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Rick Gates Finalizing Pre-Deal with Mueller; Steve Bannon Questioned 2 Days by Mueller Team; Former Playmate Claims Affair with Trump; Florida School Shooting Renews Calls for Gun Control. Aired 11:30-12p ET

Aired February 16, 2018 - 11:30   ET



[11:32:08] FREDRICKA WHITFIELD, CNN ANCHOR: Welcome back. Two major new developments in the Russia investigation this morning. The first, a CNN exclusive. Former Trump staffer, Rick Gates, is said to be close to finalizing a pre-deal with the special counsel. But an official says they're not worried about what he could say about President Trump.

Plus, Mueller's team questioning former White House chief strategist, Steve Bannon, for two days this week.

Let's go to CNN political correspondent, Sara Murray, with more on this.

So, first, let's talk about Gates. What's going on with the plea deal?

SARA MURRAY, CNN POLITICAL CORRESPONDENT: This is former Trump campaign adviser, Rick Gates. He appears to be finalizing a plea deal with Special Counsel Robert Mueller. He's been in to speak with Mueller's team.

And, you know, plenty of Trump associates have been, this is a little bit of a different situation because he went in for what is known as a queen for a day interview, which is basically where you put your cards on the table, say this is what I know about this case or any other criminal activity I may have witnessed. The prosecutors decide what value is this, is this information accurate based on what we know, and he sort of decides whether you're going to cut a deal. So it does appear he's poised to cooperate.

Now, if you are Paul Manafort, who is the co-defendant in this criminal case, that could be a little bit troubling, a little bit concerning for you. Both of these men pleaded not guilty to these charges. It could also put some more pressure on Paul Manafort to cooperate with Robert Mueller. And that is one of the keys to this. This isn't just about what Rick Gates that to do with Paul Manafort, but the question is, what does this have to do with the president.

And the answer is a little bit murkier. Gates' cooperation could be a building block for Robert Mueller to begin to build a case against President Trump or against other Trump associates. That's what we're going to be looking for. That's why the White House is downplaying things. They say they're not worried about a potential plea deal. They don't believe that Mueller is interested in anything to do with a campaign or the transition when it comes to Gates and Manafort. They think this all has to do with their business dealings before they were ever involved in the campaign.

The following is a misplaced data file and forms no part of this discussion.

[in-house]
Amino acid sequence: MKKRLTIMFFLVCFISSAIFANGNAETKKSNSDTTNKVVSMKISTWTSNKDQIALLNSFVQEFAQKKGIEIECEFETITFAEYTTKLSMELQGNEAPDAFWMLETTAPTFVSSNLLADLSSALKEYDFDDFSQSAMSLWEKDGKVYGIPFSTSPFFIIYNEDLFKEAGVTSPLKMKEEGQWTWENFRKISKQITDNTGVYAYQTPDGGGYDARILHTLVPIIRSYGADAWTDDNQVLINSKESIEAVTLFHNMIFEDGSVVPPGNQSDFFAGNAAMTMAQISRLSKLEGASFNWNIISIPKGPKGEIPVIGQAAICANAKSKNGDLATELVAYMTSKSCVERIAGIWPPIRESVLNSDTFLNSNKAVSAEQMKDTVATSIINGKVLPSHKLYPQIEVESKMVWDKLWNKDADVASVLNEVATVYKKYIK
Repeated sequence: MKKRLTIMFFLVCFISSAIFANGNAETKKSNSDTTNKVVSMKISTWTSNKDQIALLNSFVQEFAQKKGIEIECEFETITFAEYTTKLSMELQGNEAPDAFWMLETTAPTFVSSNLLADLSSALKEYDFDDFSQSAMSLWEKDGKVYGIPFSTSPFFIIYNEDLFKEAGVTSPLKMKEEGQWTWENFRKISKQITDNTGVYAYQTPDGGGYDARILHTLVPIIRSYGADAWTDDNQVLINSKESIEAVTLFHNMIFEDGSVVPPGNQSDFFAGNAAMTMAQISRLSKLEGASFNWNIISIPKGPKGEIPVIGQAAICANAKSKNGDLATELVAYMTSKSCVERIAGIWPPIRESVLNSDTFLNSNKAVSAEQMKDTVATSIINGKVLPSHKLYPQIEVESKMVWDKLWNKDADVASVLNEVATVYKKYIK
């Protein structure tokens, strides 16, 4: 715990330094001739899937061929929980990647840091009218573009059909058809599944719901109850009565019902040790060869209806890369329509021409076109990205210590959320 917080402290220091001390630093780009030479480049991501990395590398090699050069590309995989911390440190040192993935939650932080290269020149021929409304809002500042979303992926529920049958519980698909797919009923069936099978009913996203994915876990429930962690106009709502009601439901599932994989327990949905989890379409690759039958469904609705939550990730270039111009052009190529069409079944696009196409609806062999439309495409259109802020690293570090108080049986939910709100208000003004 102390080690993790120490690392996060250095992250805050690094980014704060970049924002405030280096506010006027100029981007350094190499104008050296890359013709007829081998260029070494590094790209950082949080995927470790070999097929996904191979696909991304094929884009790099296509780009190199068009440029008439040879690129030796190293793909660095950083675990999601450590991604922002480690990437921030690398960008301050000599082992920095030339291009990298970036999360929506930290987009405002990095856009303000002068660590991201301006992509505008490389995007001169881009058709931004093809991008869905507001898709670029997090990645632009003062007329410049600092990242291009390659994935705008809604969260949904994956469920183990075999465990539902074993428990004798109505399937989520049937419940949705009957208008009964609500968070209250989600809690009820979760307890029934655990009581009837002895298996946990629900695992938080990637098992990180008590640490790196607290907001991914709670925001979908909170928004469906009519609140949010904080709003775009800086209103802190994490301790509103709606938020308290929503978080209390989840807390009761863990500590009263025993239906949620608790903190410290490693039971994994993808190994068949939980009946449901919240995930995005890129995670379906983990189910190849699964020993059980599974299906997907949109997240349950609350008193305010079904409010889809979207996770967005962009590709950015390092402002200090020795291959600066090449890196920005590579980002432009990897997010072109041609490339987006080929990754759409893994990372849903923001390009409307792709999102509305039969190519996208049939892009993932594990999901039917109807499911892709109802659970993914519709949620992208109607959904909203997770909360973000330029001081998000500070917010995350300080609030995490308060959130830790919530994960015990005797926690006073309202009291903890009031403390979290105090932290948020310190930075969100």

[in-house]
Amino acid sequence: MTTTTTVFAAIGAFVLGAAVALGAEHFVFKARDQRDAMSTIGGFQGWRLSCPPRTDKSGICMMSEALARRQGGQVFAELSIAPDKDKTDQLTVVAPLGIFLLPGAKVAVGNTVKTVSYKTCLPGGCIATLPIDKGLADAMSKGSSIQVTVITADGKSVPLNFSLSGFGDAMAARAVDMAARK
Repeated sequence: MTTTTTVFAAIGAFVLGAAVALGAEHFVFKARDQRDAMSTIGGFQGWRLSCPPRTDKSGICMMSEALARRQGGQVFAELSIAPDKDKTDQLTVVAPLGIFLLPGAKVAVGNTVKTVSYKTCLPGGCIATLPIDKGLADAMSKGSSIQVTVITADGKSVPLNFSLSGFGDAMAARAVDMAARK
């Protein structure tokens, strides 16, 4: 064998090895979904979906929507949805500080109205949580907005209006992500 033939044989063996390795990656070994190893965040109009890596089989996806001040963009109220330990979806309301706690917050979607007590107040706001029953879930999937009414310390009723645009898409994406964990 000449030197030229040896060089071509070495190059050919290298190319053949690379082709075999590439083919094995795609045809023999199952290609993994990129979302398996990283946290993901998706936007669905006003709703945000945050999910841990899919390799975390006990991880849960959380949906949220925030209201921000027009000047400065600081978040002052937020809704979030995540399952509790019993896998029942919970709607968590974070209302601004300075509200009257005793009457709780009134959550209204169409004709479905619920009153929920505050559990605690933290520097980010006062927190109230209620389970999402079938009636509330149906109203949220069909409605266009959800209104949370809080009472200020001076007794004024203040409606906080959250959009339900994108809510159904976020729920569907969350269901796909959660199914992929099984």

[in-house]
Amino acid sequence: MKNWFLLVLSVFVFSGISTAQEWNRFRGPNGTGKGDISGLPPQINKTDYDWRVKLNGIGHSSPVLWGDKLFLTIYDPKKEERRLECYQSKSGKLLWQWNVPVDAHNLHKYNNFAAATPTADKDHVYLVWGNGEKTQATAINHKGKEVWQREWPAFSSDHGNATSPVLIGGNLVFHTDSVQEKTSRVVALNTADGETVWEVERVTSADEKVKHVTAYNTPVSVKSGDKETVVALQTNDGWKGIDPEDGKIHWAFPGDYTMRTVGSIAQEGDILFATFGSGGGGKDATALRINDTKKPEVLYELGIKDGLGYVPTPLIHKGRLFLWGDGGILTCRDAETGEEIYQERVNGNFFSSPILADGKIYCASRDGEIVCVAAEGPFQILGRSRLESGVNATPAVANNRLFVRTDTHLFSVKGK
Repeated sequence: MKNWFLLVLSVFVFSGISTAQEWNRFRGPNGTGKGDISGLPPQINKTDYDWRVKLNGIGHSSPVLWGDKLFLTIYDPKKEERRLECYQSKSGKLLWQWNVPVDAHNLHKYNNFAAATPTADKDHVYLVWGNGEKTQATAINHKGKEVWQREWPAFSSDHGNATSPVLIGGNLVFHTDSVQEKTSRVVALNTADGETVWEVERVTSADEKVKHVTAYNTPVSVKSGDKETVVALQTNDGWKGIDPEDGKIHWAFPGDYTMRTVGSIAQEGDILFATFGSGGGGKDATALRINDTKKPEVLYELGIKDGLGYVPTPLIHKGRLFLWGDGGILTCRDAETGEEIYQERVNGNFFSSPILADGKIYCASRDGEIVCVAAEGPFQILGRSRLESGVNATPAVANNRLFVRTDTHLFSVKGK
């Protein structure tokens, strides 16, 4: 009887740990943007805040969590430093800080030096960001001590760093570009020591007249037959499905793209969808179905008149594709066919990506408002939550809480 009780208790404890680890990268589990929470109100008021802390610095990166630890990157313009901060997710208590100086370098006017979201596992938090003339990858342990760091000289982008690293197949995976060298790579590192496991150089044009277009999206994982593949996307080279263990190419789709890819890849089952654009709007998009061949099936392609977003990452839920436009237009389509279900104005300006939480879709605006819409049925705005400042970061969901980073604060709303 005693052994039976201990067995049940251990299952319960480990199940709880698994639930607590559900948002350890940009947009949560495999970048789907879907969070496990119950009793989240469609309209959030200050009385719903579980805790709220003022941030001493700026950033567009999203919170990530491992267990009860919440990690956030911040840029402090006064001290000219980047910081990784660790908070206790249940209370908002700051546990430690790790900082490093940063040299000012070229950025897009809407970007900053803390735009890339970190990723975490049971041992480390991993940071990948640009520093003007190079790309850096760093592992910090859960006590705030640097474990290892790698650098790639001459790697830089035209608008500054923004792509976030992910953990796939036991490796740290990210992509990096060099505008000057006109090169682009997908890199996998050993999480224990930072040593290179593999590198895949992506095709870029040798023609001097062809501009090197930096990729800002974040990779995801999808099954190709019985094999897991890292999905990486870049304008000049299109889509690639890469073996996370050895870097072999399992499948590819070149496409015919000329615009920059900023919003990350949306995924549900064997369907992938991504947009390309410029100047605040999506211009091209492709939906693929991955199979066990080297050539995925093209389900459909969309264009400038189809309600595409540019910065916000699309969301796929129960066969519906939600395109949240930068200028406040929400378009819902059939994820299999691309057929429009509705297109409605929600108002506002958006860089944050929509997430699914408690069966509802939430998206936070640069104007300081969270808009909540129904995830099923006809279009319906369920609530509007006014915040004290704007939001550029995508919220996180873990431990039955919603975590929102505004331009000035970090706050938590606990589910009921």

WHITFIELD: And then what about Steve Bannon? Apparently, very cooperative with Mueller's team.

MURRAY: Right, talk about striking different tones. Steve Bannon went in to speak with the special counsel. He spent two days there, got grilled for hours. We're told there are no subjects that were off limits. And he was expected to be asked about the firing of former FBI Director James Comey, as well as the firing of national security adviser, Michael Flynn.

A very different tone and approach in this special counsel interview than what lawmakers got from Steve Bannon when he went in front of the House Intelligence Committee on Thursday. He refused to answer questions that had to do with his time in the White House, his time in the transition. He said the White House told him to invoke executive privilege. And as you can imagine, lawmakers on both sides of the aisle were not happy about that one.

WHITFIELD: Some even talking about exploring contempt. We'll see if that happens.

Sara Murray, thank you so much.

Let me bring in CNN legal analyst, Paul Callan.

OK, so let's talk about Gates first. Potential plea deal. How significant is that?

[11:35:02] PAUL CALLAN, CNN LEGAL ANALYST: I think he's more of a side figure than a central figure in a potential case against the president. Remember, he was indicted along with Paul Manafort, who was a campaign manager for a while, but farther back in the Trump campaign. They were both indicted for 12 counts, mostly focusing on money laundering, and failure to register as foreign agents of another country. So my bet is that his information is more relevant, maybe, to the case against Manafort as opposed to the case against the president. But, of course, only time will tell.

WHITFIELD: These are all building blocks.

This queen for a day, explain what is that all about?

CALLAN: This is morbid prosecutorial humor. Let's say you have a criminal client and you want to go to the prosecutor and make a deal. You say to the prosecutor, he's got great information, you can use it in your investigation, but you have to offer me a deal. The prosecutor then says, I'll let him come in, and talk to me, and tell everything, however, I won't use it against him if we don't take the deal.


CALLAN: It is based on -- and the queen for a day reference is based on a show from the 1950s, where believe it or not, the show worked this way, the women contestants competed to be queen for a day. And whoever told the most tragic story, based on audience applause, would be crowned queen for a day. They actually would put a robe on her and crown and she would get something like a washing machine or dishwasher for her home. That was the "Queen for a Day" show. So this is the prosecutor is offering such a prize to a witness who offers good information.